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American banks upon which American exporters may draw, the bills being accepted by the American bank and sold in the American discount market.

Federal reserve banks have established agencies abroad, in England with the Bank of England; in France with the Bank of France; in the Philippines, with the National Bank of the Philippines; in Italy with the Bank of Italy; in Japan with the Bank of Japan; in Sweden with the National Bank of Sweden; and in Norway with the Bank of Norway. The foreign exchange division created by the federal reserve board in December, 1917, rendered valuable service during the war in stabilizing exchange both with our allies and with neutrals.

Under the provisions of the federal reserve act, national banks with a capital and surplus of a million dollars or over may be authorized under certain restrictions to establish branches abroad; and many such branches have already been established. National banks may furthermoro invest to an amount not exceeding 10 per cent of their capital and surplus in the stock of banks chartered in the United States and principally engaged in international or foreign banking or banking in American dependencies, or engaged in such phases of international or foreign finan

pose of engaging in international or foreign

cial operations as may be necessary to facilitate our foreign export trade. In this way a number of banks have been established which are owned either wholly or in part by groups of national banks.

In order to encourage American trade and the investment of American capital in foreign enterprises, there was added to the Federal Reserve Act on December 24, 1919, an important amendment popularly known as “the Edge Amendment.”1 This amendment authorizes the organization of corporations “for the pur

banking or other international or foreign financial operations.” The field of operation extends to insular possessions of the United States. Corporations organized under this amendment may conduct their business either directly or through the agency, ownership, or control of local institutions abroad. They may not carry on any part of their business in the United States except such as, in the judgment of the Federal Reserve Board, shall be incidental to their international or foreign business. The minimum capital of these corporations is $2,000,000. In addition to the right of receiving deposits outside of the

1 The amendment is given in full as Sec. 25 (a) of the Federal Reserve Act. Appendix, p. 161.

United States, they are specifically granted the right “to issue debentures, bonds, and promissory notes,” but in no event may a corporation have liabilities outstanding in the form of such obligations exceeding ten times its capital stock and surplus.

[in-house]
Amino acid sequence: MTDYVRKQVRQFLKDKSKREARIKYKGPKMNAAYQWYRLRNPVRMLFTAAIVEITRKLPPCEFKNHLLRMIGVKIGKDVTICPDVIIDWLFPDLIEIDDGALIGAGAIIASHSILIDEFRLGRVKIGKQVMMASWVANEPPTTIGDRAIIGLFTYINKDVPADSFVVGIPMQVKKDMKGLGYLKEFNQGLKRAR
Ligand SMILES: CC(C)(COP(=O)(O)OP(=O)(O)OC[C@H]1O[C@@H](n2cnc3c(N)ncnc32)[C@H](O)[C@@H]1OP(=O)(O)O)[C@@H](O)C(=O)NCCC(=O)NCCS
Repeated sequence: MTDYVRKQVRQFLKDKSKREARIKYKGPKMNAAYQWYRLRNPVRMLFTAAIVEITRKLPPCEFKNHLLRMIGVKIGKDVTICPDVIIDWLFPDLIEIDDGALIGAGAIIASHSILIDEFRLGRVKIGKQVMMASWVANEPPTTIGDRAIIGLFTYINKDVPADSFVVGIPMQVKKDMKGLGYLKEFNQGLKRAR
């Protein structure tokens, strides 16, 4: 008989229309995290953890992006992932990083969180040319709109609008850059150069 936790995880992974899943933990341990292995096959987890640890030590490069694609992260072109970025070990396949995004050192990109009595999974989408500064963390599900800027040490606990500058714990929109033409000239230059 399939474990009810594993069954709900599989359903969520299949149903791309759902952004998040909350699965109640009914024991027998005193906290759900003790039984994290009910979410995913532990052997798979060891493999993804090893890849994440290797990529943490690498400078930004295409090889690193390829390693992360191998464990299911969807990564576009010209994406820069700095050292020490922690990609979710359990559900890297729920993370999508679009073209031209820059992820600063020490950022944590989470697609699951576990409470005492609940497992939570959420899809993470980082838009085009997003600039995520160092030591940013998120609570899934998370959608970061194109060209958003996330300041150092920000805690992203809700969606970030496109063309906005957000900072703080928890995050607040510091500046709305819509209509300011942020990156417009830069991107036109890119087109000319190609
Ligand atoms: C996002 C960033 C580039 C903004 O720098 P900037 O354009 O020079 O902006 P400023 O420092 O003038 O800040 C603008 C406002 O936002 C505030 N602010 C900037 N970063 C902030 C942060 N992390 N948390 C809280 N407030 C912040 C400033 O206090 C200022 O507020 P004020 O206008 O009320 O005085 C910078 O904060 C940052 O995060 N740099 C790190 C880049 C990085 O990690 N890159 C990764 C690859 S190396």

There are two important respects in which corporations organized under this Edge Amendment will be affiliated with the Federal Reserve system, although these corporations cannot become regular member banks. In the first place, they operate under the supervision of the Federal Reserve Board which is given by the law large powers of examination and control. In the second place, any national bank may invest in the stock of these corporations, subject to the restriction that its total investment in the stock of these corporations and of other banks incorporated in the United States for foreign business shall not exceed ten per cent of the subscribing bank's capital and surplus.

This Edge Amendment has been on the statute books only a few months, and it is therefore too early to say anything definite as to how it will work. There is a widespread interest in the subject and the prospects appear to be good for a substantial development during the year 1920.

As a result of the war and of recent changes

in our banking system, we are now financing directly a large proportion of our foreign trade, and while this proportion may decline in the future, it will probably never go back to the old pre-war figures. As regards the financing at home of our foreign trade, the

trade, the federal reserve system was established at the opportune time. It is proving to be a great influence in the internationalizing of American trade and American finance.

CHAPTER IX

THE FEDERAL RESERVE SYSTEM AND THE F

ERAL TREASURY The fourth and last of the general defects the old banking system, which were discussed the early part of this book, was the defective ganization of the old system from the standpoi of the federal treasury. How is the federal serve system remedying this defect?

The provisions of the federal reserve act co cerning the deposit of government funds are section 15. They are; Thp manęys held in t general fund of the treasury, except the five p centum fund for the redemption of outstandir national-bank notes, and the funds provided this act for the redemption of federal reser notes may, upon the direction of the Secretary the Treasury, be deposited in, qfederal reser banks, which banks, when required by the Secr tary of the Treasury, shall act as fiscal agents the United States; and the revenues of the Go ernment or any part thereof may be deposited

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